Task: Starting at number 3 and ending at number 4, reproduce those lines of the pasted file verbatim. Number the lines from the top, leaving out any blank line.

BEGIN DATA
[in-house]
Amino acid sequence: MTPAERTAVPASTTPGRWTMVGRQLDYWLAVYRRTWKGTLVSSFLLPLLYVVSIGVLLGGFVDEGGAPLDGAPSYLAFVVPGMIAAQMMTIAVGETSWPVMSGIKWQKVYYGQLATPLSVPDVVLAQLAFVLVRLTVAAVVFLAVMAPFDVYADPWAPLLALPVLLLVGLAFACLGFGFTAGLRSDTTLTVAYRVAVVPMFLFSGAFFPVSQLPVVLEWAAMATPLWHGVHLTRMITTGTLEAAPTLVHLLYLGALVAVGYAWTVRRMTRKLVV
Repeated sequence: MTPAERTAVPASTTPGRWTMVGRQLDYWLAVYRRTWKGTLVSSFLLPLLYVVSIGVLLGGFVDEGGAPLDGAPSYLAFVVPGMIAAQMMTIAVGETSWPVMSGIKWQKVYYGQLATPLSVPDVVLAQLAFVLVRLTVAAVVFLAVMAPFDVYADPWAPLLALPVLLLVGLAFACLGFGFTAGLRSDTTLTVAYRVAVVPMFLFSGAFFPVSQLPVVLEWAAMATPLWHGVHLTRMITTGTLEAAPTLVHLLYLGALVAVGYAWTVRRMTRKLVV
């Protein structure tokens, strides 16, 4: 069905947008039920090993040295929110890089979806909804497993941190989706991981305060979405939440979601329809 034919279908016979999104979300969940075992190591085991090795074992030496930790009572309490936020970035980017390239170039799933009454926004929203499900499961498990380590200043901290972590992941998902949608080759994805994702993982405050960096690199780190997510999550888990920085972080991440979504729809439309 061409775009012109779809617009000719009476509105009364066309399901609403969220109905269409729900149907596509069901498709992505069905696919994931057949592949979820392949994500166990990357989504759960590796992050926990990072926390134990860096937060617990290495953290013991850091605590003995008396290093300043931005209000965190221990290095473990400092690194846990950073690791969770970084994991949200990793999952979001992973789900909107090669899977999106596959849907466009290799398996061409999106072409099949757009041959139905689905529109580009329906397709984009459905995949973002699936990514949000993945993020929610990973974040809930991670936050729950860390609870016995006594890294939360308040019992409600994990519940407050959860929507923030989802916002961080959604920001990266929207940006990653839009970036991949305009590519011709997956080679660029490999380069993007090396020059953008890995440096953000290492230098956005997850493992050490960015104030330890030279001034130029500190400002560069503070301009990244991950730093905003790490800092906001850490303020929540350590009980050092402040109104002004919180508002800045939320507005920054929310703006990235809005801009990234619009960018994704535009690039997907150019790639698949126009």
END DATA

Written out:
Repeated sequence: MTPAERTAVPASTTPGRWTMVGRQLDYWLAVYRRTWKGTLVSSFLLPLLYVVSIGVLLGGFVDEGGAPLDGAPSYLAFVVPGMIAAQMMTIAVGETSWPVMSGIKWQKVYYGQLATPLSVPDVVLAQLAFVLVRLTVAAVVFLAVMAPFDVYADPWAPLLALPVLLLVGLAFACLGFGFTAGLRSDTTLTVAYRVAVVPMFLFSGAFFPVSQLPVVLEWAAMATPLWHGVHLTRMITTGTLEAAPTLVHLLYLGALVAVGYAWTVRRMTRKLVV
């Protein structure tokens, strides 16, 4: 069905947008039920090993040295929110890089979806909804497993941190989706991981305060979405939440979601329809 034919279908016979999104979300969940075992190591085991090795074992030496930790009572309490936020970035980017390239170039799933009454926004929203499900499961498990380590200043901290972590992941998902949608080759994805994702993982405050960096690199780190997510999550888990920085972080991440979504729809439309 061409775009012109779809617009000719009476509105009364066309399901609403969220109905269409729900149907596509069901498709992505069905696919994931057949592949979820392949994500166990990357989504759960590796992050926990990072926390134990860096937060617990290495953290013991850091605590003995008396290093300043931005209000965190221990290095473990400092690194846990950073690791969770970084994991949200990793999952979001992973789900909107090669899977999106596959849907466009290799398996061409999106072409099949757009041959139905689905529109580009329906397709984009459905995949973002699936990514949000993945993020929610990973974040809930991670936050729950860390609870016995006594890294939360308040019992409600994990519940407050959860929507923030989802916002961080959604920001990266929207940006990653839009970036991949305009590519011709997956080679660029490999380069993007090396020059953008890995440096953000290492230098956005997850493992050490960015104030330890030279001034130029500190400002560069503070301009990244991950730093905003790490800092906001850490303020929540350590009980050092402040109104002004919180508002800045939320507005920054929310703006990235809005801009990234619009960018994704535009690039997907150019790639698949126009």